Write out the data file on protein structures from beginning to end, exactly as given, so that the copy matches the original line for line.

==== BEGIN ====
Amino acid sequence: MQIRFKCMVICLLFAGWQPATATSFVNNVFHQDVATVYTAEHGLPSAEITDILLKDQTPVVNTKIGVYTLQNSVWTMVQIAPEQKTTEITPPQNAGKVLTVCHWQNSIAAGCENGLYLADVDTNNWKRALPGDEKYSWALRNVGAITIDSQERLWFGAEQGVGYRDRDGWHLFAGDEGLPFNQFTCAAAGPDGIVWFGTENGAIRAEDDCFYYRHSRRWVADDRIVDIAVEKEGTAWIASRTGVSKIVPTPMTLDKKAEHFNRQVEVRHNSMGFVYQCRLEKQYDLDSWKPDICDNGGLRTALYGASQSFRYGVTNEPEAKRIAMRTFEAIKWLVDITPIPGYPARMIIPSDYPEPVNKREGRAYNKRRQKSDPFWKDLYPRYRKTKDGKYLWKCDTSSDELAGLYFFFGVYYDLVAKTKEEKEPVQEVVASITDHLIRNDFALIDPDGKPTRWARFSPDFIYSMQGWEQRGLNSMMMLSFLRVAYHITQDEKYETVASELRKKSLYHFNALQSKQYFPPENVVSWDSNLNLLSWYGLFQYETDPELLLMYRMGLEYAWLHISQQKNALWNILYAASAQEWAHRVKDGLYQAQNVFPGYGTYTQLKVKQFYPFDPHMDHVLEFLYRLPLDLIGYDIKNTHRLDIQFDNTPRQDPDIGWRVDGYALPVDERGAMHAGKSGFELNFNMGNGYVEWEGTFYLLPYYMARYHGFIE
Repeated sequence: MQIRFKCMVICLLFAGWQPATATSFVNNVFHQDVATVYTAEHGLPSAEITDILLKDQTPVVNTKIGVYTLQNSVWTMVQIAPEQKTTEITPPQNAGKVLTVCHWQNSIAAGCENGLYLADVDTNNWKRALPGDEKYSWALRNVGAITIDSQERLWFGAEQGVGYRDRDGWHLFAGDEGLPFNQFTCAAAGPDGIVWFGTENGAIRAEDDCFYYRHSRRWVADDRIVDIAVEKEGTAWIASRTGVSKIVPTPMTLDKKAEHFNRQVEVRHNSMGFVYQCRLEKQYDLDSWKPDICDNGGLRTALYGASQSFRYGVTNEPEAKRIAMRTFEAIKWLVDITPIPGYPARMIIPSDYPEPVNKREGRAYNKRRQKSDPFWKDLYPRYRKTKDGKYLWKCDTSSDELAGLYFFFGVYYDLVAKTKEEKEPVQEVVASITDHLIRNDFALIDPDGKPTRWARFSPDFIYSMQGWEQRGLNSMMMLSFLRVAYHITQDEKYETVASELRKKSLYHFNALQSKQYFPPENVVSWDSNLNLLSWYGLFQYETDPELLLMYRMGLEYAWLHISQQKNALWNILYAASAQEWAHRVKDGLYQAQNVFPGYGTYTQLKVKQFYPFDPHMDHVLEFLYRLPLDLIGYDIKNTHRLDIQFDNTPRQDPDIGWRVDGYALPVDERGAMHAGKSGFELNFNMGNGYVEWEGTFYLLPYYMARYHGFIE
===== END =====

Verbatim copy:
Amino acid sequence: MQIRFKCMVICLLFAGWQPATATSFVNNVFHQDVATVYTAEHGLPSAEITDILLKDQTPVVNTKIGVYTLQNSVWTMVQIAPEQKTTEITPPQNAGKVLTVCHWQNSIAAGCENGLYLADVDTNNWKRALPGDEKYSWALRNVGAITIDSQERLWFGAEQGVGYRDRDGWHLFAGDEGLPFNQFTCAAAGPDGIVWFGTENGAIRAEDDCFYYRHSRRWVADDRIVDIAVEKEGTAWIASRTGVSKIVPTPMTLDKKAEHFNRQVEVRHNSMGFVYQCRLEKQYDLDSWKPDICDNGGLRTALYGASQSFRYGVTNEPEAKRIAMRTFEAIKWLVDITPIPGYPARMIIPSDYPEPVNKREGRAYNKRRQKSDPFWKDLYPRYRKTKDGKYLWKCDTSSDELAGLYFFFGVYYDLVAKTKEEKEPVQEVVASITDHLIRNDFALIDPDGKPTRWARFSPDFIYSMQGWEQRGLNSMMMLSFLRVAYHITQDEKYETVASELRKKSLYHFNALQSKQYFPPENVVSWDSNLNLLSWYGLFQYETDPELLLMYRMGLEYAWLHISQQKNALWNILYAASAQEWAHRVKDGLYQAQNVFPGYGTYTQLKVKQFYPFDPHMDHVLEFLYRLPLDLIGYDIKNTHRLDIQFDNTPRQDPDIGWRVDGYALPVDERGAMHAGKSGFELNFNMGNGYVEWEGTFYLLPYYMARYHGFIE
Repeated sequence: MQIRFKCMVICLLFAGWQPATATSFVNNVFHQDVATVYTAEHGLPSAEITDILLKDQTPVVNTKIGVYTLQNSVWTMVQIAPEQKTTEITPPQNAGKVLTVCHWQNSIAAGCENGLYLADVDTNNWKRALPGDEKYSWALRNVGAITIDSQERLWFGAEQGVGYRDRDGWHLFAGDEGLPFNQFTCAAAGPDGIVWFGTENGAIRAEDDCFYYRHSRRWVADDRIVDIAVEKEGTAWIASRTGVSKIVPTPMTLDKKAEHFNRQVEVRHNSMGFVYQCRLEKQYDLDSWKPDICDNGGLRTALYGASQSFRYGVTNEPEAKRIAMRTFEAIKWLVDITPIPGYPARMIIPSDYPEPVNKREGRAYNKRRQKSDPFWKDLYPRYRKTKDGKYLWKCDTSSDELAGLYFFFGVYYDLVAKTKEEKEPVQEVVASITDHLIRNDFALIDPDGKPTRWARFSPDFIYSMQGWEQRGLNSMMMLSFLRVAYHITQDEKYETVASELRKKSLYHFNALQSKQYFPPENVVSWDSNLNLLSWYGLFQYETDPELLLMYRMGLEYAWLHISQQKNALWNILYAASAQEWAHRVKDGLYQAQNVFPGYGTYTQLKVKQFYPFDPHMDHVLEFLYRLPLDLIGYDIKNTHRLDIQFDNTPRQDPDIGWRVDGYALPVDERGAMHAGKSGFELNFNMGNGYVEWEGTFYLLPYYMARYHGFIE